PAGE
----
Is the silence deafening?

In our increasingly virtual world, more people are writing about the disconnection our digital approach brings. It seems ironic that the very thing meant to bridge those gaps, for some, adds to them.

Unfortunately, as CrisMarie Campbell suggests, when we lose the ability to connect appropriately, we suffer as a result. That is why I pose the question.

It is a play on words underscoring how some feel about digital communication, the fragility of the human condition, and our fundamental need as humans to make meaning, and two core challenges to doing that.

The leadership challenge

That challenge is responding to multi-layered, complex organisational problems while keeping an increasingly distanced and dispersed workforce focused, energised and happy.

I know this first hand from three charity CEOs that I coach. Managing relationships, dealing with defensive behaviours, and balancing ethical considerations, values, and pragmatism are but a few of their concerns. Remotely doing so adds to their burden.

How I help them

I take on the role of their accountability buddy to help them stay on track toward achieving their identified business goals. I love Lelia Gowland’s take on how to get or be a good accountability buddy.

  1. Identify an imperfect action plan – essentially be prepared to take action to start the journey and sustain it. No plan ever survives intact its first encounter with people, so imperfect works! Figure out some first, realistic steps and take them.
  2. Challenge each other to stretch and pivot when needed – commit to something that scares you a little or feels like a stretch, and then do it. If the silence is too deafening, embrace it and use it – to think, reflect, plan and review.
  3. Use check-ins as deadlines – when can you realistically accomplish these goals?

 Other great traits I draw on as an accountability buddy

 I help them:

  • Develop a better focus on targets and productivity.
  • Keep on track with their best ideas.
  • Challenge their thinking by considering a range of options and intentions.
  • Keep up their momentum.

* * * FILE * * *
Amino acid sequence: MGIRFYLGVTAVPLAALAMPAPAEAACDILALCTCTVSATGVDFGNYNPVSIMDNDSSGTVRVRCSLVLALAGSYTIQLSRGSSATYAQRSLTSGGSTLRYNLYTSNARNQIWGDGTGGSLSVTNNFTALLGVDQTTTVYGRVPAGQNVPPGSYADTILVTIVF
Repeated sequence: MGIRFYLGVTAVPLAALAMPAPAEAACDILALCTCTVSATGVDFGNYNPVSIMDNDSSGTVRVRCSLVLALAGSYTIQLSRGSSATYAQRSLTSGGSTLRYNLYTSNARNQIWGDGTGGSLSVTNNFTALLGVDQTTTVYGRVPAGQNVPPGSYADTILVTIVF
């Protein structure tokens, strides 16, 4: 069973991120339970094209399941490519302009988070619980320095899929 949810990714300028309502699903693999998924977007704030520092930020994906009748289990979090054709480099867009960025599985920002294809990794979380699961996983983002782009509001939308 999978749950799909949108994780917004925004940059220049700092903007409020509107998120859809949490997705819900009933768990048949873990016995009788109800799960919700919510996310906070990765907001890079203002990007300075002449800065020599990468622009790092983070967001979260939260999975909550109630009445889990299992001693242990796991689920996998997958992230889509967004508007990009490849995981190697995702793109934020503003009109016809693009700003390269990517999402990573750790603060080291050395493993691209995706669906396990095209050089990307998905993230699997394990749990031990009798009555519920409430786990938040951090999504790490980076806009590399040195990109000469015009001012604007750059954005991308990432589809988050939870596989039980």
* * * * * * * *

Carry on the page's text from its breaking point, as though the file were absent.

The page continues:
• Make progress on the things that matter to them most.
  • Push through any blockages in their thinking and actions.
  • Keep it real – we all work within constraints and often lose sight of our achievements and those things we should celebrate.

 So when the silence is truly deafening, be sure to have a coach to hand, and if you don’t have one, get one soon!

The transformation challenge

At the same time, remotely sustaining an empowering environment for their team requires leading differently.

Becoming a ‘transformational leader’ chimes well with our changing times and needs. A transformational leader can take their organisation into uncharted waters; change how and what to do; who can reach out and touch people, inspire trust, and who tries to make their part of the world a better place. They are values-driven, and they are not satisfied unless they ‘make a difference’.

All three of my charity CEO clients are transformational leaders. They employ personal contact, encouragement, motivation, and, where necessary, direction. They share a greater focus on people, vision, and are values-driven.

Typical characteristics of a transformational leader

They also display these typical characteristics:

  • ‘Divine discontent’ – they know that things must change
  • Low tolerance of waste and a strong focus on continuous improvement
  • Intuition is drawn on and trusted
  • Uncertainty is an adventure, not a challenge
  • Vision focuses on the longer-term and the ‘bigger picture’
  • They give and expect of others high levels of action
  • Passionate, clear, and urgent communicator
  • Complement their abilities through able and talented colleagues
  • Able to use status when necessary, but do not feel the need to pull rank
  • Always curious and always learning
  • Clarity of personal values
  • Energises team with their enthusiasm and drive

Throughout my career in public service, I led from an aligned values position though mismatch occasionally occurred, and upheaval happened.

Attempting to lead from a values-driven base is, therefore, demanding. In the past, many have viewed me as a ‘rebel’, too entrepreneurial, too people-focused, and my service an anachronism! The going can be tough!

However, like embracing the silence, grasping the opportunity to lead transformationally is one of the most rewarding leadership journeys possible.

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